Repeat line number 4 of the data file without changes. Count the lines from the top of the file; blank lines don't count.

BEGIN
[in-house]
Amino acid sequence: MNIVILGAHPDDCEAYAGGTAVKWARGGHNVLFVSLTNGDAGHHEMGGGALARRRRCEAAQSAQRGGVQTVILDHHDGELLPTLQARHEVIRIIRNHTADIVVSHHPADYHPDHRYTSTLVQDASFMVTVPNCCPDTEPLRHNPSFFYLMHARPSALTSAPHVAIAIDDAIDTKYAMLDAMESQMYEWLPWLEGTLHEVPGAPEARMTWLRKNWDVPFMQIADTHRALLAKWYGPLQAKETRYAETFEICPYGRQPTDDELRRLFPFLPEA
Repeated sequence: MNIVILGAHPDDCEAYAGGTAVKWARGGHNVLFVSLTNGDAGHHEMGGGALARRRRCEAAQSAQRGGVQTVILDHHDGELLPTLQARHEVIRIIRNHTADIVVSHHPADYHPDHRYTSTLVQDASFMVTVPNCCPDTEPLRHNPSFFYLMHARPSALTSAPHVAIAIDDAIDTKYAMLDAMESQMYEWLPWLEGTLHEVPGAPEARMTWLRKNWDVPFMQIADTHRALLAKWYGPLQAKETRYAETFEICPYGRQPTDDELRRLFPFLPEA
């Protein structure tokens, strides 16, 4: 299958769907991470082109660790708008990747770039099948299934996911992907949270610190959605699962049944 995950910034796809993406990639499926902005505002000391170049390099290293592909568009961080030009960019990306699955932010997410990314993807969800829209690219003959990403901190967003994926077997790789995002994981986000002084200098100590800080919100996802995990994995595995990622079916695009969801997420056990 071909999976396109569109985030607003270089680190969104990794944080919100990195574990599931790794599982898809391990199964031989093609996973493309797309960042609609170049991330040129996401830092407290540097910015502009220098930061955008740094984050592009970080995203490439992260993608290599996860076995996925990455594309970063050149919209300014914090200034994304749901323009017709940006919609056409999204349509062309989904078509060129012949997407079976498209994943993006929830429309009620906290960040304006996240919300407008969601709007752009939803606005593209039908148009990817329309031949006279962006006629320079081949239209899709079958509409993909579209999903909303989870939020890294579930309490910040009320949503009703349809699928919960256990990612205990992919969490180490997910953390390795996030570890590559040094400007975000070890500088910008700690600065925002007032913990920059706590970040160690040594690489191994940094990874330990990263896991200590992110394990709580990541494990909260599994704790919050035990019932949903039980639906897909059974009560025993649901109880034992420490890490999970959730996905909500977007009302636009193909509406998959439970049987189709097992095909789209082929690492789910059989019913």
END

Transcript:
């Protein structure tokens, strides 16, 4: 299958769907991470082109660790708008990747770039099948299934996911992907949270610190959605699962049944 995950910034796809993406990639499926902005505002000391170049390099290293592909568009961080030009960019990306699955932010997410990314993807969800829209690219003959990403901190967003994926077997790789995002994981986000002084200098100590800080919100996802995990994995595995990622079916695009969801997420056990 071909999976396109569109985030607003270089680190969104990794944080919100990195574990599931790794599982898809391990199964031989093609996973493309797309960042609609170049991330040129996401830092407290540097910015502009220098930061955008740094984050592009970080995203490439992260993608290599996860076995996925990455594309970063050149919209300014914090200034994304749901323009017709940006919609056409999204349509062309989904078509060129012949997407079976498209994943993006929830429309009620906290960040304006996240919300407008969601709007752009939803606005593209039908148009990817329309031949006279962006006629320079081949239209899709079958509409993909579209999903909303989870939020890294579930309490910040009320949503009703349809699928919960256990990612205990992919969490180490997910953390390795996030570890590559040094400007975000070890500088910008700690600065925002007032913990920059706590970040160690040594690489191994940094990874330990990263896991200590992110394990709580990541494990909260599994704790919050035990019932949903039980639906897909059974009560025993649901109880034992420490890490999970959730996905909500977007009302636009193909509406998959439970049987189709097992095909789209082929690492789910059989019913």